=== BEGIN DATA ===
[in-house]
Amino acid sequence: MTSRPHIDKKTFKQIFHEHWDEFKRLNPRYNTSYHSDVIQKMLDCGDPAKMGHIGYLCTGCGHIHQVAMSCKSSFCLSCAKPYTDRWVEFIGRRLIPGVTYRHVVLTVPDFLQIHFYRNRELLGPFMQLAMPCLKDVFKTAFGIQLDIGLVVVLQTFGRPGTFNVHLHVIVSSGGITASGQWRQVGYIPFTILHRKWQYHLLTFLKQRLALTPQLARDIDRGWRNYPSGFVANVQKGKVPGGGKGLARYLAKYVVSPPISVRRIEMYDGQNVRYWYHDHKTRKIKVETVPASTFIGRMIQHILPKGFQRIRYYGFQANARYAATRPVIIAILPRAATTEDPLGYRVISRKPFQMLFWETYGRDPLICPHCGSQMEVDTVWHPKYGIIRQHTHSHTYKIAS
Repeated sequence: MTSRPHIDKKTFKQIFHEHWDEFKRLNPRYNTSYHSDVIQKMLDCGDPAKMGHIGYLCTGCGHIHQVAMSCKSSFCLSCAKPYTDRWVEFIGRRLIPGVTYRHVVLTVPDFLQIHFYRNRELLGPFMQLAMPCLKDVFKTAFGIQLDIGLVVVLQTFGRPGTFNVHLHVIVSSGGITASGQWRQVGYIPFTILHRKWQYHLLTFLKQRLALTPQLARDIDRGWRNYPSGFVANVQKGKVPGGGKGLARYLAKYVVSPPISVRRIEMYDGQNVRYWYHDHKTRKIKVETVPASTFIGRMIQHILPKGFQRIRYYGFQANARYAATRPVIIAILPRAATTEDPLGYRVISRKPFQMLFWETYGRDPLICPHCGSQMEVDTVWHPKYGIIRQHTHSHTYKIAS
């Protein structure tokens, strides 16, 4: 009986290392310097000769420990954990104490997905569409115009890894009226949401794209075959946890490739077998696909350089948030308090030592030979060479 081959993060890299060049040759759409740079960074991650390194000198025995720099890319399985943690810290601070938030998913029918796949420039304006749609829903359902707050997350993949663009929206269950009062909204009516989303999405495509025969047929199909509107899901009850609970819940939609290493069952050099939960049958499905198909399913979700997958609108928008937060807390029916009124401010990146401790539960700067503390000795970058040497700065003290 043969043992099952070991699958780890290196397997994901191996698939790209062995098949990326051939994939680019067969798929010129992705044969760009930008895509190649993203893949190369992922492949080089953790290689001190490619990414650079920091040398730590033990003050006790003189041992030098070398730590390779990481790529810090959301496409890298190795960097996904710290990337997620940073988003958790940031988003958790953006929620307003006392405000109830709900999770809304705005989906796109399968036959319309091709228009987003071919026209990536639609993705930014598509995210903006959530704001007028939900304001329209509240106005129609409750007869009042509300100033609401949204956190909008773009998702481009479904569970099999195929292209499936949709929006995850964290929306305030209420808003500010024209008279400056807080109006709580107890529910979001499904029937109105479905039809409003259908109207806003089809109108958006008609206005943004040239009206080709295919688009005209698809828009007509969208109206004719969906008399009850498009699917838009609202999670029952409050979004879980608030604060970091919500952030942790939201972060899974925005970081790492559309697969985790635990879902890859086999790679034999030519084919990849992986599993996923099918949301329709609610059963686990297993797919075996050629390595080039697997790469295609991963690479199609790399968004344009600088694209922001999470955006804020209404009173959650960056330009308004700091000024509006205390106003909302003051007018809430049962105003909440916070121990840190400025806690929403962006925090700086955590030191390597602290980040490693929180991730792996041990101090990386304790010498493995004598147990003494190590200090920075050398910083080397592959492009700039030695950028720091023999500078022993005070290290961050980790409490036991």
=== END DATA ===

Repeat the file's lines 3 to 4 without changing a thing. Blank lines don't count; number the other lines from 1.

Repeated sequence: MTSRPHIDKKTFKQIFHEHWDEFKRLNPRYNTSYHSDVIQKMLDCGDPAKMGHIGYLCTGCGHIHQVAMSCKSSFCLSCAKPYTDRWVEFIGRRLIPGVTYRHVVLTVPDFLQIHFYRNRELLGPFMQLAMPCLKDVFKTAFGIQLDIGLVVVLQTFGRPGTFNVHLHVIVSSGGITASGQWRQVGYIPFTILHRKWQYHLLTFLKQRLALTPQLARDIDRGWRNYPSGFVANVQKGKVPGGGKGLARYLAKYVVSPPISVRRIEMYDGQNVRYWYHDHKTRKIKVETVPASTFIGRMIQHILPKGFQRIRYYGFQANARYAATRPVIIAILPRAATTEDPLGYRVISRKPFQMLFWETYGRDPLICPHCGSQMEVDTVWHPKYGIIRQHTHSHTYKIAS
């Protein structure tokens, strides 16, 4: 009986290392310097000769420990954990104490997905569409115009890894009226949401794209075959946890490739077998696909350089948030308090030592030979060479 081959993060890299060049040759759409740079960074991650390194000198025995720099890319399985943690810290601070938030998913029918796949420039304006749609829903359902707050997350993949663009929206269950009062909204009516989303999405495509025969047929199909509107899901009850609970819940939609290493069952050099939960049958499905198909399913979700997958609108928008937060807390029916009124401010990146401790539960700067503390000795970058040497700065003290 043969043992099952070991699958780890290196397997994901191996698939790209062995098949990326051939994939680019067969798929010129992705044969760009930008895509190649993203893949190369992922492949080089953790290689001190490619990414650079920091040398730590033990003050006790003189041992030098070398730590390779990481790529810090959301496409890298190795960097996904710290990337997620940073988003958790940031988003958790953006929620307003006392405000109830709900999770809304705005989906796109399968036959319309091709228009987003071919026209990536639609993705930014598509995210903006959530704001007028939900304001329209509240106005129609409750007869009042509300100033609401949204956190909008773009998702481009479904569970099999195929292209499936949709929006995850964290929306305030209420808003500010024209008279400056807080109006709580107890529910979001499904029937109105479905039809409003259908109207806003089809109108958006008609206005943004040239009206080709295919688009005209698809828009007509969208109206004719969906008399009850498009699917838009609202999670029952409050979004879980608030604060970091919500952030942790939201972060899974925005970081790492559309697969985790635990879902890859086999790679034999030519084919990849992986599993996923099918949301329709609610059963686990297993797919075996050629390595080039697997790469295609991963690479199609790399968004344009600088694209922001999470955006804020209404009173959650960056330009308004700091000024509006205390106003909302003051007018809430049962105003909440916070121990840190400025806690929403962006925090700086955590030191390597602290980040490693929180991730792996041990101090990386304790010498493995004598147990003494190590200090920075050398910083080397592959492009700039030695950028720091023999500078022993005070290290961050980790409490036991």